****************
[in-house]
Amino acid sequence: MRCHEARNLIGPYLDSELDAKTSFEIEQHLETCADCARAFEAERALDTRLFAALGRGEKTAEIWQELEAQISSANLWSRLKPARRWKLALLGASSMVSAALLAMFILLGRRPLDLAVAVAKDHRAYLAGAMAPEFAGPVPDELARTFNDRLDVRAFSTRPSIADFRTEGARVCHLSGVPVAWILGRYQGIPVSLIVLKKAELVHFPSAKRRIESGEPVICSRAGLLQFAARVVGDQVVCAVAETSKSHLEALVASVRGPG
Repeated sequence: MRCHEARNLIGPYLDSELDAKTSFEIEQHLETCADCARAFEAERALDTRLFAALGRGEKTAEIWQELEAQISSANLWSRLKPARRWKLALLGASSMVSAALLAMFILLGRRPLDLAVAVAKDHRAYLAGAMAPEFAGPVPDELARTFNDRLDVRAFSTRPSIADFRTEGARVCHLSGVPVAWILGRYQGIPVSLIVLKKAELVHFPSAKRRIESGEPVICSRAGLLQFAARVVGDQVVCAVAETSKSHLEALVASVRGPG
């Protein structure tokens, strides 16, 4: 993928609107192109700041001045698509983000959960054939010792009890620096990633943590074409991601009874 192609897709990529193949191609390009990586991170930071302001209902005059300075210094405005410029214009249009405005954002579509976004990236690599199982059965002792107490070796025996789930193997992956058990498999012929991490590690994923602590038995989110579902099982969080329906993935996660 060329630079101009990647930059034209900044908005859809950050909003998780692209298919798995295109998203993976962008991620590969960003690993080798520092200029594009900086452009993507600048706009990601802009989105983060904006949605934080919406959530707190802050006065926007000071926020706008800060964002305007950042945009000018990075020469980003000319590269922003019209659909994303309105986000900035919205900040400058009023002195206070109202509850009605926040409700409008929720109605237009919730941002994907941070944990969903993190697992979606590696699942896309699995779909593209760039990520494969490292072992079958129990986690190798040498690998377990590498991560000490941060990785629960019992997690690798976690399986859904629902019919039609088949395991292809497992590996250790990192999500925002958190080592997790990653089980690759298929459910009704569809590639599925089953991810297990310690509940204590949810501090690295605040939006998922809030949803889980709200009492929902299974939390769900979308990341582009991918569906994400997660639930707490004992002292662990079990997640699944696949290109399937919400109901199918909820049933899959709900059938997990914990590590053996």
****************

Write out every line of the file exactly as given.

[in-house]
Amino acid sequence: MRCHEARNLIGPYLDSELDAKTSFEIEQHLETCADCARAFEAERALDTRLFAALGRGEKTAEIWQELEAQISSANLWSRLKPARRWKLALLGASSMVSAALLAMFILLGRRPLDLAVAVAKDHRAYLAGAMAPEFAGPVPDELARTFNDRLDVRAFSTRPSIADFRTEGARVCHLSGVPVAWILGRYQGIPVSLIVLKKAELVHFPSAKRRIESGEPVICSRAGLLQFAARVVGDQVVCAVAETSKSHLEALVASVRGPG
Repeated sequence: MRCHEARNLIGPYLDSELDAKTSFEIEQHLETCADCARAFEAERALDTRLFAALGRGEKTAEIWQELEAQISSANLWSRLKPARRWKLALLGASSMVSAALLAMFILLGRRPLDLAVAVAKDHRAYLAGAMAPEFAGPVPDELARTFNDRLDVRAFSTRPSIADFRTEGARVCHLSGVPVAWILGRYQGIPVSLIVLKKAELVHFPSAKRRIESGEPVICSRAGLLQFAARVVGDQVVCAVAETSKSHLEALVASVRGPG
């Protein structure tokens, strides 16, 4: 993928609107192109700041001045698509983000959960054939010792009890620096990633943590074409991601009874 192609897709990529193949191609390009990586991170930071302001209902005059300075210094405005410029214009249009405005954002579509976004990236690599199982059965002792107490070796025996789930193997992956058990498999012929991490590690994923602590038995989110579902099982969080329906993935996660 060329630079101009990647930059034209900044908005859809950050909003998780692209298919798995295109998203993976962008991620590969960003690993080798520092200029594009900086452009993507600048706009990601802009989105983060904006949605934080919406959530707190802050006065926007000071926020706008800060964002305007950042945009000018990075020469980003000319590269922003019209659909994303309105986000900035919205900040400058009023002195206070109202509850009605926040409700409008929720109605237009919730941002994907941070944990969903993190697992979606590696699942896309699995779909593209760039990520494969490292072992079958129990986690190798040498690998377990590498991560000490941060990785629960019992997690690798976690399986859904629902019919039609088949395991292809497992590996250790990192999500925002958190080592997790990653089980690759298929459910009704569809590639599925089953991810297990310690509940204590949810501090690295605040939006998922809030949803889980709200009492929902299974939390769900979308990341582009991918569906994400997660639930707490004992002292662990079990997640699944696949290109399937919400109901199918909820049933899959709900059938997990914990590590053996």